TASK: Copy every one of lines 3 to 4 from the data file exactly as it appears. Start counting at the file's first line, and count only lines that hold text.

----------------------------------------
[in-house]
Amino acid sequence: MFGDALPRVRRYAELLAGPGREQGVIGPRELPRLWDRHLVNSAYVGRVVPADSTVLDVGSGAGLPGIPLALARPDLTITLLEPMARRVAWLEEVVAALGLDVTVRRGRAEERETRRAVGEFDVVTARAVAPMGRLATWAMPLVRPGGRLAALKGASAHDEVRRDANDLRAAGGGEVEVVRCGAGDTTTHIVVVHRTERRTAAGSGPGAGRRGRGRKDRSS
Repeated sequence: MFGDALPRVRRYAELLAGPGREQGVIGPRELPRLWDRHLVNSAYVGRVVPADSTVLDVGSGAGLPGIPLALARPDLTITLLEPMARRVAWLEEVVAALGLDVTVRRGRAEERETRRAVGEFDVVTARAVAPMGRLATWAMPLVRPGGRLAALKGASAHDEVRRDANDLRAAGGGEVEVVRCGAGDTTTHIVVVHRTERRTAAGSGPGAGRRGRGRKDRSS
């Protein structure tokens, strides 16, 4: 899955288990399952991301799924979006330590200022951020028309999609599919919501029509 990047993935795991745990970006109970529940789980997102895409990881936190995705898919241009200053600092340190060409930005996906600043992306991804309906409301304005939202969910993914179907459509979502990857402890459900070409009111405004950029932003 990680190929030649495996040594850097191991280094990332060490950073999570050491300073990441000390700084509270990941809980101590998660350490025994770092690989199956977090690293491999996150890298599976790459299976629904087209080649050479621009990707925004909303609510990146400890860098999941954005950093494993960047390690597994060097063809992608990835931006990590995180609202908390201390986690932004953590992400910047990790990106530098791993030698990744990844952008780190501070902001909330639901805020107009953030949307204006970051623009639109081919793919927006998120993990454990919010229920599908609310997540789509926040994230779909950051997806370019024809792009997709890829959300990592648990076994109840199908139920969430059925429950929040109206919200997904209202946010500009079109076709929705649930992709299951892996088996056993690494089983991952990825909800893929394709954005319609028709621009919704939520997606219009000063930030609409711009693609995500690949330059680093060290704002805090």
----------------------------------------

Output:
Repeated sequence: MFGDALPRVRRYAELLAGPGREQGVIGPRELPRLWDRHLVNSAYVGRVVPADSTVLDVGSGAGLPGIPLALARPDLTITLLEPMARRVAWLEEVVAALGLDVTVRRGRAEERETRRAVGEFDVVTARAVAPMGRLATWAMPLVRPGGRLAALKGASAHDEVRRDANDLRAAGGGEVEVVRCGAGDTTTHIVVVHRTERRTAAGSGPGAGRRGRGRKDRSS
């Protein structure tokens, strides 16, 4: 899955288990399952991301799924979006330590200022951020028309999609599919919501029509 990047993935795991745990970006109970529940789980997102895409990881936190995705898919241009200053600092340190060409930005996906600043992306991804309906409301304005939202969910993914179907459509979502990857402890459900070409009111405004950029932003 990680190929030649495996040594850097191991280094990332060490950073999570050491300073990441000390700084509270990941809980101590998660350490025994770092690989199956977090690293491999996150890298599976790459299976629904087209080649050479621009990707925004909303609510990146400890860098999941954005950093494993960047390690597994060097063809992608990835931006990590995180609202908390201390986690932004953590992400910047990790990106530098791993030698990744990844952008780190501070902001909330639901805020107009953030949307204006970051623009639109081919793919927006998120993990454990919010229920599908609310997540789509926040994230779909950051997806370019024809792009997709890829959300990592648990076994109840199908139920969430059925429950929040109206919200997904209202946010500009079109076709929705649930992709299951892996088996056993690494089983991952990825909800893929394709954005319609028709621009919704939520997606219009000063930030609409711009693609995500690949330059680093060290704002805090």